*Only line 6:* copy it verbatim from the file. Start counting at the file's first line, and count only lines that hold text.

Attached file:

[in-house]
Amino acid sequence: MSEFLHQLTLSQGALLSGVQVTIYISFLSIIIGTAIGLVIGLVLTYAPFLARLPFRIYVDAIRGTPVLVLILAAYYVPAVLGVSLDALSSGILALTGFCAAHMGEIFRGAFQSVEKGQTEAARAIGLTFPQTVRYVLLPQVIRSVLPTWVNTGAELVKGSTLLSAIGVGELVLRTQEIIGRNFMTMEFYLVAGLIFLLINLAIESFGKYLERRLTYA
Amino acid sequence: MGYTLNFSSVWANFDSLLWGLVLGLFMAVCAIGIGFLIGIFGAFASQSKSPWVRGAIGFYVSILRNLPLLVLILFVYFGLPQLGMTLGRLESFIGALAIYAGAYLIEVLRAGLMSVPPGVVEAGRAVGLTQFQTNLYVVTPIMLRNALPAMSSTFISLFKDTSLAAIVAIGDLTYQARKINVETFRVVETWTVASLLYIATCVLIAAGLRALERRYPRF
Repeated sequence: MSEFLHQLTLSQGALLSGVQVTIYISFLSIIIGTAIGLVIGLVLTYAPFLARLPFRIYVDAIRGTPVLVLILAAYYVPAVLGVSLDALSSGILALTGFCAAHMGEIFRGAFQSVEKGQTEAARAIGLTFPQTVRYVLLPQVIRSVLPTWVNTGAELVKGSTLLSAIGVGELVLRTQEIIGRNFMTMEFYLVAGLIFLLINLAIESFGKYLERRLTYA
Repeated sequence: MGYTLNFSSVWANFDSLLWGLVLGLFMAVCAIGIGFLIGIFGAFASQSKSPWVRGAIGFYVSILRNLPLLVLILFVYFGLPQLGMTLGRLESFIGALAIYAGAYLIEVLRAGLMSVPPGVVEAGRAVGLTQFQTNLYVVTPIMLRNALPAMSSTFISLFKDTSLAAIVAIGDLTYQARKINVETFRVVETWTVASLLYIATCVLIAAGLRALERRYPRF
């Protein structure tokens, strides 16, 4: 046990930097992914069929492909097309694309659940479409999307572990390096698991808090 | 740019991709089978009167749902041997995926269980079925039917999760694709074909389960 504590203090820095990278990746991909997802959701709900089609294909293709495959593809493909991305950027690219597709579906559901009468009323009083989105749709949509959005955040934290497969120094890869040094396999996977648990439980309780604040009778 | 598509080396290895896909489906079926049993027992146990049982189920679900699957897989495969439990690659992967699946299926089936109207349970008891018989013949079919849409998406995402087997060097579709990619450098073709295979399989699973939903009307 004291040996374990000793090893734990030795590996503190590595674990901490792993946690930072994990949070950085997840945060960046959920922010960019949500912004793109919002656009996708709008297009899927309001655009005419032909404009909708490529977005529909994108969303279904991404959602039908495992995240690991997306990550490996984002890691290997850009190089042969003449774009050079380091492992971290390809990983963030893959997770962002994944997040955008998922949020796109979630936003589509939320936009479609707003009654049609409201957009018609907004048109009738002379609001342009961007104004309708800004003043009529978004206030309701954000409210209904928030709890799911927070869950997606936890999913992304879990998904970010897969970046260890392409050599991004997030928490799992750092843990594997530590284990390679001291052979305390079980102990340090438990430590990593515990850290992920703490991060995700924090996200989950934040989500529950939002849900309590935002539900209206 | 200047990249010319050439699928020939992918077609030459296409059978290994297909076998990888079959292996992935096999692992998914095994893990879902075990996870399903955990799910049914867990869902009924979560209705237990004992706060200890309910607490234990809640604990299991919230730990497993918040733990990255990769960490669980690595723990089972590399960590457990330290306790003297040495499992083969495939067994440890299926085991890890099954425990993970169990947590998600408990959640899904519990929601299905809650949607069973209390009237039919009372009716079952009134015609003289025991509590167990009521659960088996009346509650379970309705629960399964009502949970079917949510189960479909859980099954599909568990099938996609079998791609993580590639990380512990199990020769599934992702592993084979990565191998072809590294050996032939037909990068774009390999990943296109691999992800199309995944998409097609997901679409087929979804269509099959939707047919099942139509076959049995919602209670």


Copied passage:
């Protein structure tokens, strides 16, 4: 046990930097992914069929492909097309694309659940479409999307572990390096698991808090 | 740019991709089978009167749902041997995926269980079925039917999760694709074909389960 504590203090820095990278990746991909997802959701709900089609294909293709495959593809493909991305950027690219597709579906559901009468009323009083989105749709949509959005955040934290497969120094890869040094396999996977648990439980309780604040009778 | 598509080396290895896909489906079926049993027992146990049982189920679900699957897989495969439990690659992967699946299926089936109207349970008891018989013949079919849409998406995402087997060097579709990619450098073709295979399989699973939903009307 004291040996374990000793090893734990030795590996503190590595674990901490792993946690930072994990949070950085997840945060960046959920922010960019949500912004793109919002656009996708709008297009899927309001655009005419032909404009909708490529977005529909994108969303279904991404959602039908495992995240690991997306990550490996984002890691290997850009190089042969003449774009050079380091492992971290390809990983963030893959997770962002994944997040955008998922949020796109979630936003589509939320936009479609707003009654049609409201957009018609907004048109009738002379609001342009961007104004309708800004003043009529978004206030309701954000409210209904928030709890799911927070869950997606936890999913992304879990998904970010897969970046260890392409050599991004997030928490799992750092843990594997530590284990390679001291052979305390079980102990340090438990430590990593515990850290992920703490991060995700924090996200989950934040989500529950939002849900309590935002539900209206 | 200047990249010319050439699928020939992918077609030459296409059978290994297909076998990888079959292996992935096999692992998914095994893990879902075990996870399903955990799910049914867990869902009924979560209705237990004992706060200890309910607490234990809640604990299991919230730990497993918040733990990255990769960490669980690595723990089972590399960590457990330290306790003297040495499992083969495939067994440890299926085991890890099954425990993970169990947590998600408990959640899904519990929601299905809650949607069973209390009237039919009372009716079952009134015609003289025991509590167990009521659960088996009346509650379970309705629960399964009502949970079917949510189960479909859980099954599909568990099938996609079998791609993580590639990380512990199990020769599934992702592993084979990565191998072809590294050996032939037909990068774009390999990943296109691999992800199309995944998409097609997901679409087929979804269509099959939707047919099942139509076959049995919602209670």